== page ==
"We are constantly on tenterhooks and looking for danger signs," he says. Indeed, their state of alert is how the sudden change in the shape of the dumpsite was noticed in the first place.
Can you trust environmental officials?
For someone visiting the place for the first time, the changes may not stand out. "But we have lived all our lives here, we know every little detail of this village. And when a 150-meter-long stretch cave-in by over 25-30 feet, the change can't be overlooked," Gohil adds.
This is not the first time that the dumpsite has worried local residents. Last November, a large part of the flattened part of the dumpsite had developed deep cracks and several flat areas had suddenly got elevated. While the officials had attributed this significant elevation to the high pressure of water in the upper strata of soil in the region, environment experts had pointed to seismic activities. The change is evident even today, nearly a year since it happened.
It could have sunk because of the rain.
After the recent incident, when the villagers raised an alarm and sent a written complaint to the regional Gujarat Pollution Control Board, an official visit to the site was arranged, along with the district administration and the mining department.
The regional pollution board officer Bhavnagar, A.G. Oza, insists the changes "aren't worrisome" and attributes it to the weather.
"The area received heavy rain this time. It is possible that the soil could have sunk in because of the rain," he tells The Wire. The Board, he says, along with the mining department, is now trying to assess if the caving-in had any impact on the ground surface.
"We visited the site as soon as a complaint was made. Samples have already been sent to the laboratory and we will have a clear idea only once the reports are made available," Oza adds.
Women from the Surkha village have to travel several kilometers to find potable water
A questionable claim
That the dumpsite had sunk in was noticeable for at least three days between October 1 and 3, but Rohit Prajapati of an environmental watchdog group Paryavaran Suraksha Samiti, noted that it was not the first time.
"This is the third time in four years that something so strange is happening. It is a disaster in the making and the authorities ought to examine the root cause of the problem," Prajapati says, adding that the department has repeatedly failed to properly address the issue.
He also contests the GPCB's claim that excess rain could lead to something so drastic. "Then why was similar impact not seen on other dumping sites in the region? One cannot arrive at conclusions for geological changes without a deeper study of them," he says. "It can have deadly implications."
Living in pollution
The villagers have also accused the GPCB of overlooking their complaint of water pollution which has rendered a large part of the land, most importantly, the gauchar or grazing land, useless.
"In the absence of a wall or a barrier, the pollutant has freely mixed with the water bodies here and has slowly started polluting both our soil and water," complains 23- year-old Nikul Kantharia.
He says ever since the mining project took off in the region, he, like most other villagers has been forced to take his livestock farther away to graze. "Nothing grows on the grazing land anymore and the grass closer to the dumpsite makes our cattle ill," Kantharia claims.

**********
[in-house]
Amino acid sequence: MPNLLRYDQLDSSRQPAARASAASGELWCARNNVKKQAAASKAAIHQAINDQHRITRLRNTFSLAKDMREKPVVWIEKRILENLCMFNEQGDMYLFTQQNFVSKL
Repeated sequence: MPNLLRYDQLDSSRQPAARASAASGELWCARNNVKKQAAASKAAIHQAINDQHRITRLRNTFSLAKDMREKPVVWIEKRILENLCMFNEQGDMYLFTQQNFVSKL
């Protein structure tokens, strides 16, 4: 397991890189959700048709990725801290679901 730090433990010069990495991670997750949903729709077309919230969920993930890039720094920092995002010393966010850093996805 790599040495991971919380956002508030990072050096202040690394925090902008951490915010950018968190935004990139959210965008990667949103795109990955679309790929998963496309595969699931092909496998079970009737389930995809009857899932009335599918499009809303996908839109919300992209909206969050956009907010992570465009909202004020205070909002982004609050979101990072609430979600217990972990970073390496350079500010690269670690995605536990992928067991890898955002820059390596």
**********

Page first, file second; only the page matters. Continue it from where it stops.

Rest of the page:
The mining work should have been stopped long ago
Prajapati and Bharat Jambucha, a well-known environmental activist and proponent of organic farming from the region, both point to blatant violations of environmental laws in the execution of mining work, with at least 12 violations cited by local officials. "But nothing happened after that. Mining work has continued without any hassles," Jambucha says. Among some glaring violations include the absence of a boundary wall around the dumping site and proper disposal of mining effluents.
The mining work has also continued without a most basic requirement – effluent treatment plant and sewage treatment plant at the mining site, Prajapati points out. "The mining work should have been stopped long ago. And the company should have been levied a heavy fine. But no such thing happened," he adds.
In some villages, the groundwater level has depleted over the past few years and villagers attribute it to the mining project. Women from Surkha village travel several kilometers outside for potable water. "This is new. Until five years ago, we had some water in the village and did not have to lug water every day," says Shilaben Kantharia.
The mine has affected the landscape around the villages
Resisting lignite mining
The lignite mining project has a long history of resistance. Agricultural land, along with grazing land were acquired from the cluster of 12 adjoining villages in the coastal Ghogha taluka between 1994 and 1997. The locals estimate that villagers here lost anything between 40-100% of their land to the project. "We were paid a standard Rs 40,000 per bigha," Narendra, a local photographer, says.
The money, Narendra says, felt decent in 1994 but for those who had been dependent on this land, the years to come proved very challenging. "Several villagers have now taken a small patch of land in the neighboring villages on lease and are cultivating cotton and groundnut there," Narendra says.
They were dependent on others' land for work.
Bharat Jambucha says things get further complicated for the communities which were historically landless. "Most families belonging to the Dalit or other marginalized populations in the region never owned any land. They were dependent on others' land for work. Once villagers lost their land to the project, the landless were pushed out of the village," he adds. His organization, Prakrutik Kheti Juth, has been at the forefront, fighting for the rights of the villages affected in the lignite mining project.
In 2017, when the mining project finally took off, villagers from across 12 villages protested. The demonstration was disrupted after police used force and beat many protesters. More than 350 of them were booked for rioting.
The villagers, however, did not give up. Protests and hunger strikes have continued from time to time. A few villagers even sent a letter to the President of India threatening that they would commit suicide if the government did not return their land.
"We let them have our land for over 20 years," says Gohil.